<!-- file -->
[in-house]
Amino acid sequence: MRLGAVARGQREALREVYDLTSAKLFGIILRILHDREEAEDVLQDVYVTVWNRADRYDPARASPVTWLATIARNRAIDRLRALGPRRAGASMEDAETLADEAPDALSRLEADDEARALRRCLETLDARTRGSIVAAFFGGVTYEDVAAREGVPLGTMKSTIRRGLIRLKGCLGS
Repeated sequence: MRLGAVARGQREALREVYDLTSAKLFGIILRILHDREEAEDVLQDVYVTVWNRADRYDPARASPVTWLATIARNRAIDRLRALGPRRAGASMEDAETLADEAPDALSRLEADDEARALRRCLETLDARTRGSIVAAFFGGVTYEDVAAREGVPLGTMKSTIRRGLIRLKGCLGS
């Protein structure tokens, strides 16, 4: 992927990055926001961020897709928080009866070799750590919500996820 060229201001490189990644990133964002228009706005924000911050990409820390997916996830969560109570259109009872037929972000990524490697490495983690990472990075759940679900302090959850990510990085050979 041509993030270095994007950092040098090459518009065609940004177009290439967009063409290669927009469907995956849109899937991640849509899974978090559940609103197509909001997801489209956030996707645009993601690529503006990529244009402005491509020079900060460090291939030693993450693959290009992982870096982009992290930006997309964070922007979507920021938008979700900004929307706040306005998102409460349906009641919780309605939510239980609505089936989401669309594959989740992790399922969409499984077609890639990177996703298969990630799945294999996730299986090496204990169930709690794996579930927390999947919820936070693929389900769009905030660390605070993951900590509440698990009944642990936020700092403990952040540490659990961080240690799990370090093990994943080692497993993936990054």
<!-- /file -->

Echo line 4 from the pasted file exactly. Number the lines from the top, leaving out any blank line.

């Protein structure tokens, strides 16, 4: 992927990055926001961020897709928080009866070799750590919500996820 060229201001490189990644990133964002228009706005924000911050990409820390997916996830969560109570259109009872037929972000990524490697490495983690990472990075759940679900302090959850990510990085050979 041509993030270095994007950092040098090459518009065609940004177009290439967009063409290669927009469907995956849109899937991640849509899974978090559940609103197509909001997801489209956030996707645009993601690529503006990529244009402005491509020079900060460090291939030693993450693959290009992982870096982009992290930006997309964070922007979507920021938008979700900004929307706040306005998102409460349906009641919780309605939510239980609505089936989401669309594959989740992790399922969409499984077609890639990177996703298969990630799945294999996730299986090496204990169930709690794996579930927390999947919820936070693929389900769009905030660390605070993951900590509440698990009944642990936020700092403990952040540490659990961080240690799990370090093990994943080692497993993936990054």